6. An oscillator as claimed in claim 4, said bodies being coaxial and said member being of strip material and having widened end portions, the bodies having hub-like bushings provided with diametric slots and receiving said portions respectively and plug means screwed into the bushings for holding the end portions in the slots.

7. An oscillator as claimed in claim 2, said member having helical coils.

8. An oscillator as claimed in claim 7, the member having like counter wound parallel legs and an integral tie piece substantially tangential to both legs and con- 5 6 necting the latter, the bodies being axially parallel, each 3,217,485 11/1965 Musseu et a1. 582 connected to a leg, each body being provided with said 3,214,662 10/1965 De Wolf 318138 magnetic means, and said spring being secured to said 3,192,488 6/1965 Faith et al 318-138 XR tie piece. 2,594,749 4/1952 Ehrat et a1. 31025 XR 9. An oscillator as claimed in claim 2 wherein the spring is substantially strain-free when the oscillator is 5 FOREIGN PATENTS at nu11 880,355 5/ 1950 Germany.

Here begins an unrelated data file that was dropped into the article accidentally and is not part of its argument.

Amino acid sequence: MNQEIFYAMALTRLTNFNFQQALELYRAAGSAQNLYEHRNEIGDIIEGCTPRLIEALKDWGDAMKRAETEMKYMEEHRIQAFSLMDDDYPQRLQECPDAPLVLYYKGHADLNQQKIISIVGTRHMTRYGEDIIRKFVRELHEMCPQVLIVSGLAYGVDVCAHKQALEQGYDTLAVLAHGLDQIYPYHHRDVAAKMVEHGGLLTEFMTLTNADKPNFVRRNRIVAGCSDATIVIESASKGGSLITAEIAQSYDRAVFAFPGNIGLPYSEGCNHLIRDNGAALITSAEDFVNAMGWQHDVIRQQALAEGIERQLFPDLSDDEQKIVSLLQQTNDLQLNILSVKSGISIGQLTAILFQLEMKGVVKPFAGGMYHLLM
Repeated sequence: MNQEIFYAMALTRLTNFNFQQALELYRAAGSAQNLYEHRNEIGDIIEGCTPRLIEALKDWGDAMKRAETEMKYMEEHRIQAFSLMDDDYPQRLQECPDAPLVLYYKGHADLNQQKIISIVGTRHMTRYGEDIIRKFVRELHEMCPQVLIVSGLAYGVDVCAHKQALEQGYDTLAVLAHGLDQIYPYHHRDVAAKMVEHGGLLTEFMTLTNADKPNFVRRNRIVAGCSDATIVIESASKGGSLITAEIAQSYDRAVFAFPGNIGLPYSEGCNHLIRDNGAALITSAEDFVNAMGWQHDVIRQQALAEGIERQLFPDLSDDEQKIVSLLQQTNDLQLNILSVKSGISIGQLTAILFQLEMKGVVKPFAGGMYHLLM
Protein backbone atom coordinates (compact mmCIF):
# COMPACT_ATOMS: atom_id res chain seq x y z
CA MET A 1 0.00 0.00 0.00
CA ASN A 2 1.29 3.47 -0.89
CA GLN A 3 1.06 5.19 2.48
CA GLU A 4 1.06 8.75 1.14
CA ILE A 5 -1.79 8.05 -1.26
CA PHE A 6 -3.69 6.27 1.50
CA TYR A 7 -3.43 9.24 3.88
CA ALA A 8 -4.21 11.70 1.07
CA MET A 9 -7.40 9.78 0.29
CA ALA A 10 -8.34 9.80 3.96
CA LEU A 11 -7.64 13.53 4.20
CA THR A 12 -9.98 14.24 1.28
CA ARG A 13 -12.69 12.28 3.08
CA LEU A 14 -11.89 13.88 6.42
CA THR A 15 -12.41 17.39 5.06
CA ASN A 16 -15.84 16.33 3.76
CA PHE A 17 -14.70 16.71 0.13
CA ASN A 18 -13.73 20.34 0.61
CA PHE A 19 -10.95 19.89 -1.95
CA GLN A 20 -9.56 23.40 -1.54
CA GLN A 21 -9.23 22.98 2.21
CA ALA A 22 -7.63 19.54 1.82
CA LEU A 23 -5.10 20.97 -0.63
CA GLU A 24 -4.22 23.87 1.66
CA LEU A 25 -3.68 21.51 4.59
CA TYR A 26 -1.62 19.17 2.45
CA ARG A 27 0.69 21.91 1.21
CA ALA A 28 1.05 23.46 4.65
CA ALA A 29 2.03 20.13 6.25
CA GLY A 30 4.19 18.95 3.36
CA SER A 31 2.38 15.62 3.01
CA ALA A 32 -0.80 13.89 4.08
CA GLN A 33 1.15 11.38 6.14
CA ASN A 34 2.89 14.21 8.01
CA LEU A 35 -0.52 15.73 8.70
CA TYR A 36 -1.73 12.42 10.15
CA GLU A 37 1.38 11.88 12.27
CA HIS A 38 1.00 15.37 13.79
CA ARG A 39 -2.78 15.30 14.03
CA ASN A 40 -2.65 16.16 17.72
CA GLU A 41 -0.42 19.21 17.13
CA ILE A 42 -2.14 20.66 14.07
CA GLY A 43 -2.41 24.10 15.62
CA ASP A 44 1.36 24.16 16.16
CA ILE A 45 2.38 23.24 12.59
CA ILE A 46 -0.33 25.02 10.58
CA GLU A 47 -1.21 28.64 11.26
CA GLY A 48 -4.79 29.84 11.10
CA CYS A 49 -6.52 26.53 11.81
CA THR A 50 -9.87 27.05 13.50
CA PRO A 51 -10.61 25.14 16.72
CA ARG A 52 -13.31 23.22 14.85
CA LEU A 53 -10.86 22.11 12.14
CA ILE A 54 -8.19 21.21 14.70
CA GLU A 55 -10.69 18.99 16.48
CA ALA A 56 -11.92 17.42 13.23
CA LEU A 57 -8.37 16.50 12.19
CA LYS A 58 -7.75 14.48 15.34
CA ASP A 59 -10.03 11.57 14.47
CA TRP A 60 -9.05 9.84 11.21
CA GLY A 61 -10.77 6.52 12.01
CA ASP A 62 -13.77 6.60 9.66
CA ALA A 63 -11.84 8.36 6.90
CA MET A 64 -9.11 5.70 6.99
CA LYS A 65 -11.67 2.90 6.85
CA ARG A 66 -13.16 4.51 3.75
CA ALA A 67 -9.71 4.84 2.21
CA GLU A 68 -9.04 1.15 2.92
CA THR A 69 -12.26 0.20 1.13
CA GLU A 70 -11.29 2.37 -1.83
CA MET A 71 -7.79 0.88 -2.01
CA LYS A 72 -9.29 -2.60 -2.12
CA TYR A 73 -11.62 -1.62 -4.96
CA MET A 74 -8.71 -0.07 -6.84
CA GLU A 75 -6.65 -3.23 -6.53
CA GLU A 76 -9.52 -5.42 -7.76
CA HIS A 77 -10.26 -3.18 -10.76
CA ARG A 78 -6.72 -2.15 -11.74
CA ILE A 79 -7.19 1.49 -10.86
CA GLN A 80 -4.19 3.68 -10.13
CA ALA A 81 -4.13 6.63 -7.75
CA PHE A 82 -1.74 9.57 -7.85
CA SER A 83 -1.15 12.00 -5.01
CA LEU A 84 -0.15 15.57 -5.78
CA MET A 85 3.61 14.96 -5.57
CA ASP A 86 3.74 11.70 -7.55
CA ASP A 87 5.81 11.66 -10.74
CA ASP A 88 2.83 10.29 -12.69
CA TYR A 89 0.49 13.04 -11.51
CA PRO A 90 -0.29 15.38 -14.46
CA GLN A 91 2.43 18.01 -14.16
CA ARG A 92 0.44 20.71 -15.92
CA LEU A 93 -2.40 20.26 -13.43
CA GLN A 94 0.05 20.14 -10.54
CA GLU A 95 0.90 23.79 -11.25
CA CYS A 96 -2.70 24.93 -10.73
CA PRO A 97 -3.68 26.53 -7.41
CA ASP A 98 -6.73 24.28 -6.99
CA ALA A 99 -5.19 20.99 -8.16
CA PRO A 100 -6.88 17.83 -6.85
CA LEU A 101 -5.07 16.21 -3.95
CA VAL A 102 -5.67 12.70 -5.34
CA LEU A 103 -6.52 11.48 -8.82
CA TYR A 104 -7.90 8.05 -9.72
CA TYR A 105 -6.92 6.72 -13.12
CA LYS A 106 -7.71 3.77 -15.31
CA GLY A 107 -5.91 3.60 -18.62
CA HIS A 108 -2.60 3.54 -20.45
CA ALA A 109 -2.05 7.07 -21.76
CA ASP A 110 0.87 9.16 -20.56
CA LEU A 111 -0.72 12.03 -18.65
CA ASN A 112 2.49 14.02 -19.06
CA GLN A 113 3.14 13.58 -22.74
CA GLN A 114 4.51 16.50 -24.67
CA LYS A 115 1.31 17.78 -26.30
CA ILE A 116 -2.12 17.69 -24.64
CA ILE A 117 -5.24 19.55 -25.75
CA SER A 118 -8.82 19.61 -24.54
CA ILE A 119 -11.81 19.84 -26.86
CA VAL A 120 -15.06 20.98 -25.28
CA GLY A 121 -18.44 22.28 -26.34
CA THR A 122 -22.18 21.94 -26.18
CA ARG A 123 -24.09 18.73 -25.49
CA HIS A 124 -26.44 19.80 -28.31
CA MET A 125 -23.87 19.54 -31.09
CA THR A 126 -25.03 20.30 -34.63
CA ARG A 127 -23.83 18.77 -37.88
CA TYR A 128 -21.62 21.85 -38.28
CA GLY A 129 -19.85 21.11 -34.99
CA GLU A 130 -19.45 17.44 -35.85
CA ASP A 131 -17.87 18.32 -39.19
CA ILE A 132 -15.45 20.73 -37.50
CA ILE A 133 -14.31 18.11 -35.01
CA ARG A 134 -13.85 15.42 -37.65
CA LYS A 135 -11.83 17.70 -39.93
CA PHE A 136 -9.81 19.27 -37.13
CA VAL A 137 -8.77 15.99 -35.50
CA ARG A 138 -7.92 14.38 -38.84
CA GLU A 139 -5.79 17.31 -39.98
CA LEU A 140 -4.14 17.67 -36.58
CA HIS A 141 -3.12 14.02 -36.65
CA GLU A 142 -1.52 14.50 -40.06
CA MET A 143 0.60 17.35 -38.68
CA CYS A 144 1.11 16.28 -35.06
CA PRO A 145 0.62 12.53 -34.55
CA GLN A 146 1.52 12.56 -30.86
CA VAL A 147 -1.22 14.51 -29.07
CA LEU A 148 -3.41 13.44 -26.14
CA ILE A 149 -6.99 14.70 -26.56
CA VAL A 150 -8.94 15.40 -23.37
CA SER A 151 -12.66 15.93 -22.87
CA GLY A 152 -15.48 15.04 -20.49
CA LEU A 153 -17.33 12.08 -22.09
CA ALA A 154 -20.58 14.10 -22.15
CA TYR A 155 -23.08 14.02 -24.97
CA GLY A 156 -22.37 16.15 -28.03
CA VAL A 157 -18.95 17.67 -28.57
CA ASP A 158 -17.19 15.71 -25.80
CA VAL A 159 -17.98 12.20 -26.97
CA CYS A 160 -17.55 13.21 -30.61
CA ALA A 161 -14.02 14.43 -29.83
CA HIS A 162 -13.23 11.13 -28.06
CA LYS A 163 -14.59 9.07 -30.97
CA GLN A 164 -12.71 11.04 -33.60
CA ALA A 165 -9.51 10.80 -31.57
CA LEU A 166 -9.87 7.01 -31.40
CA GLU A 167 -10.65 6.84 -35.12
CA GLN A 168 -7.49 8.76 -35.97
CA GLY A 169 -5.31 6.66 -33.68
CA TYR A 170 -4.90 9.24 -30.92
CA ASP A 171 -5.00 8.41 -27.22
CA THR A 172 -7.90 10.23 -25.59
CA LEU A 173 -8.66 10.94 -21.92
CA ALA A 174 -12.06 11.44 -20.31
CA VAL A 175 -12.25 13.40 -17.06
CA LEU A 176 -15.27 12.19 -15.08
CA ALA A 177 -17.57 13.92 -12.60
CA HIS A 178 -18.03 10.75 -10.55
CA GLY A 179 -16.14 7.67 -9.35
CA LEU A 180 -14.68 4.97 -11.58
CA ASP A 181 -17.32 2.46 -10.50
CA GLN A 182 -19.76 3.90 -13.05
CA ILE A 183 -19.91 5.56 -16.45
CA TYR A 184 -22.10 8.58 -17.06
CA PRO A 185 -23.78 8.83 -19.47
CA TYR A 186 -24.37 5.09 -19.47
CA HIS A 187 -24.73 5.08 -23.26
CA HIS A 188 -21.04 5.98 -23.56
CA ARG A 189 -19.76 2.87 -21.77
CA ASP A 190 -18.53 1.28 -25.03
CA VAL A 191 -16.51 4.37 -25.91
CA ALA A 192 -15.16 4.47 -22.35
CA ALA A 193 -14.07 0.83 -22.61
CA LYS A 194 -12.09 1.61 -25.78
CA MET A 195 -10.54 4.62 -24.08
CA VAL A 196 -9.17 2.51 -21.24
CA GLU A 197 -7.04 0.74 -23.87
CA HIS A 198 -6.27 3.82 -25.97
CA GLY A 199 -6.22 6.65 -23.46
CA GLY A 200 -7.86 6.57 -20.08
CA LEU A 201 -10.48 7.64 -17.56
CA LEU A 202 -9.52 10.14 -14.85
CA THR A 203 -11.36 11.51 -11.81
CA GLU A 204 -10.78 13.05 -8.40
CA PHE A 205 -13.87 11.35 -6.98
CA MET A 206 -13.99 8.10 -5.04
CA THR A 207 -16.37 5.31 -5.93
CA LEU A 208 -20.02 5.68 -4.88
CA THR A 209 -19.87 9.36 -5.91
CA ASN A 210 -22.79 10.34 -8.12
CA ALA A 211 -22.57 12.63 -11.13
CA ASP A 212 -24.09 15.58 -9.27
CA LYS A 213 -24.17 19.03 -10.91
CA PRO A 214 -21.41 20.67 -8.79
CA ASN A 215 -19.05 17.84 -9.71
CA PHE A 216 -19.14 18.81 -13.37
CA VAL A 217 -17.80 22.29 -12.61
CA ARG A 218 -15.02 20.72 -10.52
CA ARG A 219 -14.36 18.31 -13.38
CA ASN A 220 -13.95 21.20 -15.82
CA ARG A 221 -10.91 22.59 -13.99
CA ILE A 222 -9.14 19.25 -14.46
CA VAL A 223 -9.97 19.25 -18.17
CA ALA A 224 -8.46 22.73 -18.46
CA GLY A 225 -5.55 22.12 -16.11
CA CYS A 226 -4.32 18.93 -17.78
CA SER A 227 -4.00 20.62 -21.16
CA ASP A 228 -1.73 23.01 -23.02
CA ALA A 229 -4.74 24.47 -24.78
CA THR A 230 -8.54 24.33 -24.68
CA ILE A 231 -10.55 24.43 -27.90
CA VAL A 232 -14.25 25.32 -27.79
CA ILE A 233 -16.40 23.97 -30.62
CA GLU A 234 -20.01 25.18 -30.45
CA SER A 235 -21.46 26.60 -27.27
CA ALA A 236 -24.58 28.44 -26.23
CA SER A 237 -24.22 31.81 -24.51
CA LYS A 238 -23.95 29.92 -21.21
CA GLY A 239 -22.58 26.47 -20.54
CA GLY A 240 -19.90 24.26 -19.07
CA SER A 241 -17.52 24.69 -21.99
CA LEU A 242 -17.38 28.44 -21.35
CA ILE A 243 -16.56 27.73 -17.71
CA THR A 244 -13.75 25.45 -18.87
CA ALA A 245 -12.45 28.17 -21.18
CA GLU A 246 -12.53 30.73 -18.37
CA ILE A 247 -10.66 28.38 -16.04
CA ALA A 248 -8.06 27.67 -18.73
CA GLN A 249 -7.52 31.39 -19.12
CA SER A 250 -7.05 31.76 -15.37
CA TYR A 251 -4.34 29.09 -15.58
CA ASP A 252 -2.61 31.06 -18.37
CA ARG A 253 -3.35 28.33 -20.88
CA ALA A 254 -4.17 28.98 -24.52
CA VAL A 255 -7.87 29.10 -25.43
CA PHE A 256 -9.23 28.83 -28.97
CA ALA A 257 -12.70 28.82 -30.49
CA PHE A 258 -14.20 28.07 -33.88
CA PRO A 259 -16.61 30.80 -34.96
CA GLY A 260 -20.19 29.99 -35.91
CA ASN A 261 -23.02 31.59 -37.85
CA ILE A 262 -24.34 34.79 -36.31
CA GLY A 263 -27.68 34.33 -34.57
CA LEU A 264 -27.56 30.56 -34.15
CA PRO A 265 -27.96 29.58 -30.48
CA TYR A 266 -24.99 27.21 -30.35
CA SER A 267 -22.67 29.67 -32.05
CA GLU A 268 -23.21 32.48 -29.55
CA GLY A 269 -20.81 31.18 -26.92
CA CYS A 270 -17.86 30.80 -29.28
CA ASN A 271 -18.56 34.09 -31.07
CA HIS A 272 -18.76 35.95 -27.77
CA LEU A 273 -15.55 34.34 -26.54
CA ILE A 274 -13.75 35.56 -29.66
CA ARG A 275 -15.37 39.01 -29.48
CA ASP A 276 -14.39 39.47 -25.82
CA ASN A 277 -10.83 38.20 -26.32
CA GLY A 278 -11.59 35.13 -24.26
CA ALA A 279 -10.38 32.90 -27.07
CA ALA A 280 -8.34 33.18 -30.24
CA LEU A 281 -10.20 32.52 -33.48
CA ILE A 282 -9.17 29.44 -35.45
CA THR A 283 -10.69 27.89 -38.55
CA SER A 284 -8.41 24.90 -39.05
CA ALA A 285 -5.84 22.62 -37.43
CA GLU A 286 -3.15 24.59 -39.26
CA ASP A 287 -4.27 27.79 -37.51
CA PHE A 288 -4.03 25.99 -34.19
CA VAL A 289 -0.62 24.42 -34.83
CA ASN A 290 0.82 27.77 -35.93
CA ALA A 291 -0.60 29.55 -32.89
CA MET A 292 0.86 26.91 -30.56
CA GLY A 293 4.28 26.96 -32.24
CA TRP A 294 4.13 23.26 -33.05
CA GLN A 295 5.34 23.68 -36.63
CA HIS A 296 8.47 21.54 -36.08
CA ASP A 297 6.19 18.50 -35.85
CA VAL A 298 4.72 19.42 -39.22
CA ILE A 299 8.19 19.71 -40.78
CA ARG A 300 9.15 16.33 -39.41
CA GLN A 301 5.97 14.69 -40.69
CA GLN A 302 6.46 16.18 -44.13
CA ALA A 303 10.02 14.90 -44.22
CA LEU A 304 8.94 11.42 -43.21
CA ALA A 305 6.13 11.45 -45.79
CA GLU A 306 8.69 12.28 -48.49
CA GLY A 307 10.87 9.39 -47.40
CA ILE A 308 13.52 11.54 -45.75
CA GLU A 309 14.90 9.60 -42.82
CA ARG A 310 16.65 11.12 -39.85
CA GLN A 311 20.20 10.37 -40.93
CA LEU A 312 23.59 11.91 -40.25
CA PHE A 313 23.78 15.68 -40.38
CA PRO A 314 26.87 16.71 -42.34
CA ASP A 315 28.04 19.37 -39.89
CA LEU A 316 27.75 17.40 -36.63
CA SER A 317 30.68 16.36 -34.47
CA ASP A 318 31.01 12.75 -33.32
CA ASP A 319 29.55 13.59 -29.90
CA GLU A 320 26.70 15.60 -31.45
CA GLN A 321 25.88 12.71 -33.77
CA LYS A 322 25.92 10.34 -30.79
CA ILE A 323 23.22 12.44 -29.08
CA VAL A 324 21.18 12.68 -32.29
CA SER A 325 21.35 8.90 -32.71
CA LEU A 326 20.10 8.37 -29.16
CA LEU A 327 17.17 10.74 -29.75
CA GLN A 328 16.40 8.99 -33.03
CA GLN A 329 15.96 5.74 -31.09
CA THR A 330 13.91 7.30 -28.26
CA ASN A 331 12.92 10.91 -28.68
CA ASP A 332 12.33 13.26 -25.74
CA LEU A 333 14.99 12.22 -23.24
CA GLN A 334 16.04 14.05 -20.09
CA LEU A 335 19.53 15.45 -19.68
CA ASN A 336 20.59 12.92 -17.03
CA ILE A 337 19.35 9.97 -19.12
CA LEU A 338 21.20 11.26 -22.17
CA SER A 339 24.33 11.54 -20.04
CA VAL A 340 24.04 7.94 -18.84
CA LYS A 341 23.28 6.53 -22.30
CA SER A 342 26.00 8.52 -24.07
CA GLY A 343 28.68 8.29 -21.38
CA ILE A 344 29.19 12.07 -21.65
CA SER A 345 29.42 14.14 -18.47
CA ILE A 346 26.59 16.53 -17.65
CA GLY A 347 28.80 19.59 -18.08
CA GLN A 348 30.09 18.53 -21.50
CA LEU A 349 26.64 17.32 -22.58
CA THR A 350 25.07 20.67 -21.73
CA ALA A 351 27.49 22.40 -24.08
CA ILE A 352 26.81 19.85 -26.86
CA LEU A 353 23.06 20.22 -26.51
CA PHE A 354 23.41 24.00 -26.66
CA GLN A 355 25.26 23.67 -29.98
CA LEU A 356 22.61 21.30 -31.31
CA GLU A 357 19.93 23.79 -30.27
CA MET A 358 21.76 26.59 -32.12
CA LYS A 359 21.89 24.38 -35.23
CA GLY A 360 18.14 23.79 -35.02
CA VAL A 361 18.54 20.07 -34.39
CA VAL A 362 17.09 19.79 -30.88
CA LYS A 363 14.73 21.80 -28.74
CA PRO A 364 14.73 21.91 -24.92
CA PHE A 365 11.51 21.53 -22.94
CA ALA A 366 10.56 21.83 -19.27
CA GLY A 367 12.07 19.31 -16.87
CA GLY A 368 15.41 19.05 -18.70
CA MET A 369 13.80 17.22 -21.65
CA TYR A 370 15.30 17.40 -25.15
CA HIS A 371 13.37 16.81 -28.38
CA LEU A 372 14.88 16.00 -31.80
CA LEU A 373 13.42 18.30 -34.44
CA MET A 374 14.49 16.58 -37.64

10. An oscillator as claimed in. claim 1 said spring 516,115 2/ 1955 yhaving loops.

Refere Ci 10 MILTON O. HIRSHFIELD, Primary Examiner UNITED STATES ATENTS B. A. REYNOLDS, Assistant Examiner 3,308,313 3/1967 Favre 310-36 U.S. Cl. X11.

amass 12/1955 l-I ettich 5s 1 q 58-131

Patent Citations
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US2594749 *Dec 10, 1945Apr 29, 1952Patelhold PatentverwertungMechanical vibration system